Iran’s Foreign Minister Hossein Amir-Abdollahian reacts after the Norwegian Nobel Committee awards an Iranian woman, who has been convicted of committing several instances of criminal activity against the Iranian nation and the country’s Islamic establishment.
“The most deserving symbol of international peace was the self-sacrificing general, who fought terrorism and the most violent criminals for two decades, and guaranteed the region and the world’s security,” the top diplomat wrote in a message on X on Friday.
He was referring to Iran’s top anti-terror commander, Lieutenant General Qassem Soleimani.
For several years starting in 2014, General Soleimani led the Islamic Republic’s military advisory assistance to Iraq and Syria as the Arab countries were grappling with an unbridled terror campaign unleashed by the Takfiri Daesh outfit.
The assistance helped the countries defeat Daesh in 2017, ending the group’s ambitions for spreading its campaign of bloodshed and destruction to the entire region and far beyond. The general was, however, assassinated in a United States’ drone strike near the Baghdad International Airport in early 2020.
Amir-Abdollahian said monumental attendance at his funeral by tens of millions of people across Iran and Iraq, and the international sympathy that followed his martyrdom “amounted to the most splendid and lasting #peace_prize in history.”
Earlier on Friday, the Norwegian committee awarded the Iranian woman, Narges Mohammadi, with the 2023 Nobel Peace Prize.
Mohammadi has been in and out of jail for much of her adult life and is currently serving a prison term at Tehran’s Evin prison.
In 2016, an Iranian appeals court confirmed a 16-year sentence for Mohammadi on charges of colluding to act against national security, engaging in propaganda campaigns against the government as well as forming and directing an illegal group.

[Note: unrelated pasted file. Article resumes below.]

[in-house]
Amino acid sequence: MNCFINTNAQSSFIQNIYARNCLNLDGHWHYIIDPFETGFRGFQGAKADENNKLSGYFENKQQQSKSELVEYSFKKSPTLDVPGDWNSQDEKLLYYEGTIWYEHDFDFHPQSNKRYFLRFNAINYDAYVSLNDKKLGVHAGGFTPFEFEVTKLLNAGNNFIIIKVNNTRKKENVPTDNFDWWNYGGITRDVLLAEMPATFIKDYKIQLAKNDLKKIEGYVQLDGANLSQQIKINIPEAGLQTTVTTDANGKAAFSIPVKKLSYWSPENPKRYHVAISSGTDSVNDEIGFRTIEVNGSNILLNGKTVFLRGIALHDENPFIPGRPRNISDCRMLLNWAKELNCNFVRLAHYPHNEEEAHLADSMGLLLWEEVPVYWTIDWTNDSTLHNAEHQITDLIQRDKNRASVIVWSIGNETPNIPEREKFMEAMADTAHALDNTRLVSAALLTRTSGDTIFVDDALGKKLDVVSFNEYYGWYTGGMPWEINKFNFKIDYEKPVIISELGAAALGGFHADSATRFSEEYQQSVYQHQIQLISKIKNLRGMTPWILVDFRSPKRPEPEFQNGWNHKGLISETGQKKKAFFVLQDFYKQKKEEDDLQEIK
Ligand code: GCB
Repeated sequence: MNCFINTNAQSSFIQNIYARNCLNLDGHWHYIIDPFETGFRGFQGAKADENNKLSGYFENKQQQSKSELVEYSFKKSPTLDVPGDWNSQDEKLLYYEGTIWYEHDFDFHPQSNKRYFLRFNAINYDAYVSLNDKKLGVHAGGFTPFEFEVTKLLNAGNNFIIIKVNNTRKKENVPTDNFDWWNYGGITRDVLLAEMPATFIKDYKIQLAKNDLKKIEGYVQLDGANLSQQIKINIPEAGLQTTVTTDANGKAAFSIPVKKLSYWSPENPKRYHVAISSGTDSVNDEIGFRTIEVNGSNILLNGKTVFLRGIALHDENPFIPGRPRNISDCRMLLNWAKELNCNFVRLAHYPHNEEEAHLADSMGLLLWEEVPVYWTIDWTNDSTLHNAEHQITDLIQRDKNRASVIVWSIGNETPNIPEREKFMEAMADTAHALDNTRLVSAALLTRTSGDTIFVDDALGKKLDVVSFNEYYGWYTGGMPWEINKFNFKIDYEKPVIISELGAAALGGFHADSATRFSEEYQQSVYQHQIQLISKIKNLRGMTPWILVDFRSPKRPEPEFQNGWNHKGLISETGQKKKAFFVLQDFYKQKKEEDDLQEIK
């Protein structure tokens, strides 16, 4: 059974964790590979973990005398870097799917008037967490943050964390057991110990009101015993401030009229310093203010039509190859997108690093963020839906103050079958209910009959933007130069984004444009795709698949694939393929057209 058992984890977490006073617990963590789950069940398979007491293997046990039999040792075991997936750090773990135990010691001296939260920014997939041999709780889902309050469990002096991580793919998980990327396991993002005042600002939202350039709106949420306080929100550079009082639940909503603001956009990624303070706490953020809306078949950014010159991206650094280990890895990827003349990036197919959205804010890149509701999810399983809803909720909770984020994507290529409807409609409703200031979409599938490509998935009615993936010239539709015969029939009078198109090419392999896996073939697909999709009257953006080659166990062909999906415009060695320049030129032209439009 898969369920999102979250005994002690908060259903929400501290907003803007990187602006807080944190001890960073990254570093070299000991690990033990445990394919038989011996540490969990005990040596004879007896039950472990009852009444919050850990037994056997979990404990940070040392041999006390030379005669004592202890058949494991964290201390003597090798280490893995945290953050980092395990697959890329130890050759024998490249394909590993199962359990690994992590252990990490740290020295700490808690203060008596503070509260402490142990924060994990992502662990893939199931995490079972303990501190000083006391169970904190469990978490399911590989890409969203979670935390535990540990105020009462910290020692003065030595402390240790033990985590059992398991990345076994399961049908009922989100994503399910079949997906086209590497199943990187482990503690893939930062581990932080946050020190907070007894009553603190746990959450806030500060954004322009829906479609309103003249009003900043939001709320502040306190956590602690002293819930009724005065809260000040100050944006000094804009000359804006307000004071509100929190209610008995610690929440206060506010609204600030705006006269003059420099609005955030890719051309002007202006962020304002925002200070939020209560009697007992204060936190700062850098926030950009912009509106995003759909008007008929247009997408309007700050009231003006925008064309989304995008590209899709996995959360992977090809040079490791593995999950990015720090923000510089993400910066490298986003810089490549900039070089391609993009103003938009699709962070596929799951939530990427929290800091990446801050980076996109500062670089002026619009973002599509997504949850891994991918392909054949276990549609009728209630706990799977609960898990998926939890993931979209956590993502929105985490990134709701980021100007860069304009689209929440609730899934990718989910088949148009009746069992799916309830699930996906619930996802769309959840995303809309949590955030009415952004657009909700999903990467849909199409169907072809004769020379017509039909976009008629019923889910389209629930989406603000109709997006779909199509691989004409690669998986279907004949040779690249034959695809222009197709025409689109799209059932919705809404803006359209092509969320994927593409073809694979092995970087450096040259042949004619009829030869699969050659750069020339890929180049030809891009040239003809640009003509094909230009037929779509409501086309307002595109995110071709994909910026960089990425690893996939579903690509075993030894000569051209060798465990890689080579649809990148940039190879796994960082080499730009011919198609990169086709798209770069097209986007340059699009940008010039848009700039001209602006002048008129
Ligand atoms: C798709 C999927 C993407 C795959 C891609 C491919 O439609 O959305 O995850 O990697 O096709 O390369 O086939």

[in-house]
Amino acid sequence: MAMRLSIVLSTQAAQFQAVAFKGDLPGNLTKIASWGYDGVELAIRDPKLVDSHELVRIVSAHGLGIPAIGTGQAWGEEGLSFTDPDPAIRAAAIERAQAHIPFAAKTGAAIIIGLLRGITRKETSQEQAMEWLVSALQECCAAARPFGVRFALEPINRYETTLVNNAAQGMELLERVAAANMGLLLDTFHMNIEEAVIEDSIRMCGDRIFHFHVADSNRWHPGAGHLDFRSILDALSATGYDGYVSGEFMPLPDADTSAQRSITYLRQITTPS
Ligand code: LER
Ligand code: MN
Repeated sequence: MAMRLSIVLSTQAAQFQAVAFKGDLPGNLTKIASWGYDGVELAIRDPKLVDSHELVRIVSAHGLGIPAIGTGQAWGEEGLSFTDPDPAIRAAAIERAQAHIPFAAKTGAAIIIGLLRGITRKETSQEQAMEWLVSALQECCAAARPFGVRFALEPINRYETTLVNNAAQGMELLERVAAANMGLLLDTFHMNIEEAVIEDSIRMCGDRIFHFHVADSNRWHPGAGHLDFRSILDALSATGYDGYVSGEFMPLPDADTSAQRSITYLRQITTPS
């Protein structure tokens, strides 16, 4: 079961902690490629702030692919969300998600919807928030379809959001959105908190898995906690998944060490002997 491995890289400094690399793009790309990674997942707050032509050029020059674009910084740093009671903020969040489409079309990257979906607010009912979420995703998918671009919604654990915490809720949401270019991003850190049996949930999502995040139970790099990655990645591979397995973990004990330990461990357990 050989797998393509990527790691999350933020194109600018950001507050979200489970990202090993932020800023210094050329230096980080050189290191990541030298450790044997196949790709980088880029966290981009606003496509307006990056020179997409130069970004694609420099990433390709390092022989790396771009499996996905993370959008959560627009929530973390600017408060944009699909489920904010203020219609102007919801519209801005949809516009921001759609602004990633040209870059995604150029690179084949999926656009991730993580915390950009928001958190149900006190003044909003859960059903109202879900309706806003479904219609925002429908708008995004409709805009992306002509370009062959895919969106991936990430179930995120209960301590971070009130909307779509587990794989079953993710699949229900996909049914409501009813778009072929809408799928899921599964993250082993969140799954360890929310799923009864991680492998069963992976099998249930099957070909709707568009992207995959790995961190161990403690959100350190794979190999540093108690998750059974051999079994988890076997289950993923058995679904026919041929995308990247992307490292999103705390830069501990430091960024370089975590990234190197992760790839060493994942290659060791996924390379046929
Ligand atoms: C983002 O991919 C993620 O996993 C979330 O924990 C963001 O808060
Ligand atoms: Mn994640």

She was released in 2020 but was sent back to prison in 2021 on charges that included spreading propaganda against Iran’s Islamic establishment.
The Norwegian committee, however, claimed that she had been fighting “against the oppression of women” in Iran and fighting to “promote human rights and freedom for all.”
Entitlement of the prize to Mohammadi was well received by the anti-Iran terrorist Mujahedin-e-Khalq Organization (MKO) cult, which is responsible for killing around 17,000 Iranian civilians and officials in violent attacks since the 1979 victory of Iran’s Islamic Revolution.
Israeli Intelligence Minister Gila Gamliel also welcomed the development in a Persian-language post on X, saying he had been “pleased” with her winning the prize, and adding, “We are victorious together…”
‘A political reward’
Iran’s top human rights official, meanwhile, said the prize had nothing to do with preserving and enhancing peace around the world, and promoting the sense of fraternity among nations.
“This political reward has rather turned into a [means of] financial support for the illegal activities of some of its winners,” said Kazem Gharibabadi, secretary of Iran’s High Council for Human Rights.
He defined some of those, who were really deserving of receiving a peace prize as the victims of the West’s unilateral sanctions — namely the Iranian nation — as well as the victims of former Iraqi dictator Saddam Hussein’s Western-backed war of 1980-88 against the Islamic Republic.
“A criminal and a lawbreaker,” whose reception of the prize has been warmly welcomed by the MKO and the Israeli intelligence chief, therefore, did not deserve a peace prize, Gharibabadi concluded, referring to Mohammadi.